I admire him for trying to put the best face on the lousy sales, and to be fair, a couple of Indonesian artists, including I Nyoman Masriadi, set new world record for a Southeast Asian artist with a painting that went for $620,000, about 12 times the high estimate. But Ching agrees that it’s high time that prices for Chinese contemporary artists started to fall back to earth.
I also have to give him credit for some creative ambush marketing by agreeing to host a charity auction of works commissioned by Olympic Sponsor Adidas based on, guess what? The theme of sports. I caught most of that sale, too, and I can only tell you that an auction room nine tenths empty is not my favorite place to spend part of a Sunday evening. I don’t know yet how much money was raised, the proceeds to go to building sports facilities for kids who survived the Sichuan Earthquake, but I think that as a charitable exercise, it was somewhat flawed. Serious art collectors didn’t show up for the sale, which meant that the two works by Chinese artist Tang Zhigang that were expected to raise about $750,000 combined, went unsold. Works by David Beckham, Russian Olympic pole-vaulter Yelena Isinbayeva, Australian swimmer Michael Thorpe and U.S. 400 meter sprinter Jeremy Wariner also failed to sell, despite asking prices of between $6,500 and $10,000. But after seeing these paintings, all I can say is, “Guys, please don’t quit your day jobs.”
For his part, Ching says the exercise was extremely worthwhile. “For us it’s fantastic marketing. Sotheby’s is known not just to our clientele, but to their [Adidas] network. And in presale exhibitions in China, our name was associated with the Olympics.”
Southeast Asian Art Sale a Boom
*Oct 6 UPDATE*
What a difference a day makes. The mood was positively ebullient at Sotheby’s on Monday as buyers crammed the room and Sotheby’s employees manned the phones to handle the enthusiastic overseas bidding. The reason for this sea change in sentiment? Well for one thing, today’s auction of Southeast Asian Contemporary Paintings was far more affordable than the works from China and India on sale during the weekend, and collectors seem to have finally cottoned onto the notion that Indonesian, Vietnamese and Filipine artists represent opportunities to own some great art.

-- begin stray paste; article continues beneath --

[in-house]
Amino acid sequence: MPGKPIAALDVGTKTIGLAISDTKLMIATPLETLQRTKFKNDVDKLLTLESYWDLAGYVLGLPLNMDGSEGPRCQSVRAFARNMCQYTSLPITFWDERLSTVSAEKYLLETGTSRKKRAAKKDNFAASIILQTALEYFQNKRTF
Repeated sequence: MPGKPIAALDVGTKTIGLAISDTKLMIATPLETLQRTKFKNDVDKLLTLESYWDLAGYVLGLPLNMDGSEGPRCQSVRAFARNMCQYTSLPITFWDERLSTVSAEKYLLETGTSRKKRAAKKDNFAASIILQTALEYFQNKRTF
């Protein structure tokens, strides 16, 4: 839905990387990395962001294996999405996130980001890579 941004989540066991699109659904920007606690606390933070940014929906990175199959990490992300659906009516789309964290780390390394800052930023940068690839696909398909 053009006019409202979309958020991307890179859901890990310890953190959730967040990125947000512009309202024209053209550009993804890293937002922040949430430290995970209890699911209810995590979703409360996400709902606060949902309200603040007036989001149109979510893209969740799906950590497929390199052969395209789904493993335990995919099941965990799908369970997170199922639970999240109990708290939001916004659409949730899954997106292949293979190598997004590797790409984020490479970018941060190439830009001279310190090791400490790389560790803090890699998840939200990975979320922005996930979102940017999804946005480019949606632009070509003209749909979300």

At the top end of the market, the name on everyone’s lips today was I Nyoman Masriadi. He had already set a record on Saturday when his huge canvas featuring Batman and Superman sitting on adjacent toilets sold for $620,000. But he broke his own record today with a painting of boxers that seems part Botero, part Leger, which fetched a whopping $833,000. A bit later, during furious bidding for yet another Masriadi, the auctioneer even exclaimed “this is really, really fun,” and the room broke into applause when the work finally sold for a very respectable $307,000.
Filipino artists also made a strong showing. One work by up and coming painter Geraldine Javier sold for $32,000, more than three times the high estimate. An intimate portrait of a woman and child by Vietnamese painter Mai Trung Thu also sold for triple the estimate, fetching $23,000.
Related story: Pop Goes the Bubble in Chinese & Indian Art
BusinessWeek’s team of Asia reporters brings you the latest insights on business, politics, technology and culture from some of the world’s biggest and fastest-growing economies. Eye on Asia’s bloggers include Asia regional editor Bruce Einhorn, Tokyo reporter Ian Rowley, Korea bureau chief Moon Ihlwan, Asia News Editor and China Bureau Chief. Dexter Roberts, and Hong Kong-based Asia correspondent Frederik Balfour.